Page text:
Israel’s Mossad spy agency pulled a nuclear scientist out of Iran and helped get him to Britain in a joint operation with the UK’s MI6 and the American CIA, the British Sunday Express newspaper reported.
The technician was a long-time Israeli agent who was said to have played a part in the 2012 assassination of Mostafa Ahmadi Roshan, an Iranian nuclear scientist and director of Iran’s Natanz uranium enrichment facility, who was blown up by a bomb attached to his car in Tehran, sources told the weekly.
In October, the technician, 47, began worrying he was going to be found out, so a plan was put together to extract him from Iran, the report said. British and US agents were reportedly keen to speak with the technician to find out everything he knows about what Iran has been up to since signing a 2015 nuclear agreement to limit its nuclear development program.
Known as the Joint Comprehensive Plan of Action, the deal between Iran and the US, Britain, France, China, Russia, and Germany lifted sanctions on Iran in return for it dismantling the weapons-capable aspects of it nuclear development program.
After the Mossad successfully extracted the technician in December, and he was debriefed in Israel, he began a 3,000-kilometer (1,865-mile) journey across Europe to reach the UK, the report said.
MI6 was reportedly tasked with getting him through Europe and into the British Isles, after which he was to be transferred to the US.
Iranian authorities quickly noticed he was missing and apparently sent a force to track him down, the report said.
“This wasn’t without its challenges,” a source told the Sunday Express. “His absence was noted quickly, and we were informed that a special unit of Islamic Revolutionary Guard Corps was sent after him.”
The scientist, who was not named in the report, made it as far as France, but then MI6 was faced with a problem: although the US had pulled out of the Iran nuclear deal, the UK was still upholding the agreement and therefore did not want to transport the Iranian technician into England, the report said.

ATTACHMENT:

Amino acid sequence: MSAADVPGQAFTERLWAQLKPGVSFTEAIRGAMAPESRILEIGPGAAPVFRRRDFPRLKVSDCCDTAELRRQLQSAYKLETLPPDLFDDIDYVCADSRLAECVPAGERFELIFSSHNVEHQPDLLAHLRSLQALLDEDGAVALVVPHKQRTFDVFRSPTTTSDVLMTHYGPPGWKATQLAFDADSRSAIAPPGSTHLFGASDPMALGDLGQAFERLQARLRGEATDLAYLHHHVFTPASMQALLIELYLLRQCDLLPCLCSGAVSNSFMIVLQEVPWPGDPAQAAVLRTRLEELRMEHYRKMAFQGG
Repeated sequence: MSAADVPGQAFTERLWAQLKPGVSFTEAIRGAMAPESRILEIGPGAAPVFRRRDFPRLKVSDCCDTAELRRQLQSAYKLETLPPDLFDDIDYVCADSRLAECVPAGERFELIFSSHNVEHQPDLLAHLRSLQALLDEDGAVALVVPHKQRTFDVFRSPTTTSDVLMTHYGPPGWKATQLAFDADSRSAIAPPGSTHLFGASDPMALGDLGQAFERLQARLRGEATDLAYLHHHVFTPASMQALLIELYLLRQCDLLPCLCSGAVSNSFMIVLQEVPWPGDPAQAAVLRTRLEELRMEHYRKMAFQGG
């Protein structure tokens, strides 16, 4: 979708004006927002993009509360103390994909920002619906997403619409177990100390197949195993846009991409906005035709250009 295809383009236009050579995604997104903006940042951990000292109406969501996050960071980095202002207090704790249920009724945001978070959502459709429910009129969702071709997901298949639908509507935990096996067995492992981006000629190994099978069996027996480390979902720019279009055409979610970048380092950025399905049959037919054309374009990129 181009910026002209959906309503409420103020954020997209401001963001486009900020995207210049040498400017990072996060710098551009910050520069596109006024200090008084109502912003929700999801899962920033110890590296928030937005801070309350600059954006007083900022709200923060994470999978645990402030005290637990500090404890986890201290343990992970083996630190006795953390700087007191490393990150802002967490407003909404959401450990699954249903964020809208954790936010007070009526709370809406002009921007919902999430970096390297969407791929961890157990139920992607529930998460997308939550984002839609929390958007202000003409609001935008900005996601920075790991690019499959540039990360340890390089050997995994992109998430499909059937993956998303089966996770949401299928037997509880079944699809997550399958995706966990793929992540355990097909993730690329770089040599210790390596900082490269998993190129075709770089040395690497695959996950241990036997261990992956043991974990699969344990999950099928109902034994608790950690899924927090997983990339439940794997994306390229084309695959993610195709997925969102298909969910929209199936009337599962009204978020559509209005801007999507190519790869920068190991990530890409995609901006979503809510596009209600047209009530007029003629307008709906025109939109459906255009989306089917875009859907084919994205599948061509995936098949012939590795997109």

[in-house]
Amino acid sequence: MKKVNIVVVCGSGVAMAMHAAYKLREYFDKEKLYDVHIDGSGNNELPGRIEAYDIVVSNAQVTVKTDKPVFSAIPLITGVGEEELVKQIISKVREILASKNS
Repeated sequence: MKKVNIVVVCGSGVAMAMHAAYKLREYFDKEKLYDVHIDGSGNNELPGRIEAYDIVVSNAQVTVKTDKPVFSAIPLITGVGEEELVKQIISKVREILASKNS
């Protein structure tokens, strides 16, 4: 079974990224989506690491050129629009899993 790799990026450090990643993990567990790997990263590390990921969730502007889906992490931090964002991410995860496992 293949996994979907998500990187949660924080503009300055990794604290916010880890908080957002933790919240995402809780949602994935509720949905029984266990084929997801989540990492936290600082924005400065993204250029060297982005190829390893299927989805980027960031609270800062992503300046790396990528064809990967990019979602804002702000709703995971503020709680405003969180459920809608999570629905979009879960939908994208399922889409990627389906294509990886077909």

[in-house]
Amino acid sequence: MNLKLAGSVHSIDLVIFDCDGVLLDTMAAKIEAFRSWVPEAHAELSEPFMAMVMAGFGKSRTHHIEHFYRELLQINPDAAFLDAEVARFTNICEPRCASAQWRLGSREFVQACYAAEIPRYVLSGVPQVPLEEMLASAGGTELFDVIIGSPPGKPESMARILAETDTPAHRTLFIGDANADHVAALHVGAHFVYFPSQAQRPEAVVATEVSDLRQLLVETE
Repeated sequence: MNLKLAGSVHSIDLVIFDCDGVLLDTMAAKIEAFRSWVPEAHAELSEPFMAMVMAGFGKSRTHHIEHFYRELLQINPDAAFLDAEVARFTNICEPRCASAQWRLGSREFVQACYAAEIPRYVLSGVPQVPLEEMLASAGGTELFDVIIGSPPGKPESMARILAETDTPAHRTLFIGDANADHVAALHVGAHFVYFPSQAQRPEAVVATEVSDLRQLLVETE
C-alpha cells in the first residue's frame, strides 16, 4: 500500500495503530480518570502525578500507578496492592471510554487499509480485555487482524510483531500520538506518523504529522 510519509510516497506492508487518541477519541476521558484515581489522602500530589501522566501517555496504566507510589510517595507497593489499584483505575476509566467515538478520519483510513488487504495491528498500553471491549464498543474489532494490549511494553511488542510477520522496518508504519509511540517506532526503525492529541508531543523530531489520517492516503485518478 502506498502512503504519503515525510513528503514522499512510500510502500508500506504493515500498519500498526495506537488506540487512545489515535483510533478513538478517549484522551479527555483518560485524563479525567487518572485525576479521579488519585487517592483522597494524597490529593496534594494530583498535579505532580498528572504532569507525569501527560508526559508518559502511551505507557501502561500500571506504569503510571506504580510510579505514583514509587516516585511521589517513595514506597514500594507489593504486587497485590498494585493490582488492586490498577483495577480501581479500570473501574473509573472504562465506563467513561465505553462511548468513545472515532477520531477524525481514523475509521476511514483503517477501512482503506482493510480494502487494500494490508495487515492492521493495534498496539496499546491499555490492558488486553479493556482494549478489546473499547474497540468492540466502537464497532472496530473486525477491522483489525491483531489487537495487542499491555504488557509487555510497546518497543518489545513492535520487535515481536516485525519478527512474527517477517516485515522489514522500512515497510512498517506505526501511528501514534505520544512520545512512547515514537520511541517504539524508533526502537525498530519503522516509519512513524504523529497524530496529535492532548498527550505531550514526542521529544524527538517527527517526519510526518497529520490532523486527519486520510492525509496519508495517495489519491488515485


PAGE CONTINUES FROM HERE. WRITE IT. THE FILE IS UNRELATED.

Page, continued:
Instead, agents reportedly decided to smuggle the man into the country by hiding him among Iranian migrants aiming to reach Britain’s shores.
“We couldn’t simply fly him in,” a source was quoted as saying. “Though unusual, it was determined infiltrating him into a group of fellow migrants preparing to cross the Channel by boat offered one solution.”
The technician was helped to join 11 other Iranians who set off from France in a rubber dinghy to cross the English Channel and land in Dover on New Year’s Eve, the report said.
As part of the plan, a UK Border Force ship was put on standby to pick up the dinghy as it reached Britain. However, the migrant’s craft drifted off course and after covering 35 kilometers (22 miles) at sea eventually reached the shore 48 kilometers (30 miles) further down the coast, at Lydd, where passing motorists reported the small group to police.
The arrival of the dinghy, carrying nine men, two women, and a 10-year-old child, was widely covered by British media at the time, though the presence of a scientist was not noted.
Group of migrants land on Kent beach at Lydd: UK Border Force officials detained the group after it is believed they crossed the Channel in a dinghy. https://t.co/xyC1rzjjyh
— Cannock Chase Radio FM (@CannockRadio) December 31, 2018
Police were dispatched to the beach to pick up the migrants, and MI6 agents quickly moved in to retrieve the technician, who was taken to a safehouse and questioned by intelligence officials, the report said.
“We were reassured during our interview Iran seems to be sticking by the terms of the JCPOA,” the source was quoted as saying. “This is good news.”
After being interviewed by British authorities, the technician was transported to the US, the report said.
US President Donald Trump pulled out of the JCPOA in May 2018, saying the agreement was not strict enough in preventing Iran from developing nuclear weapons and also citing concerns over Iran’s ballistic missile development program.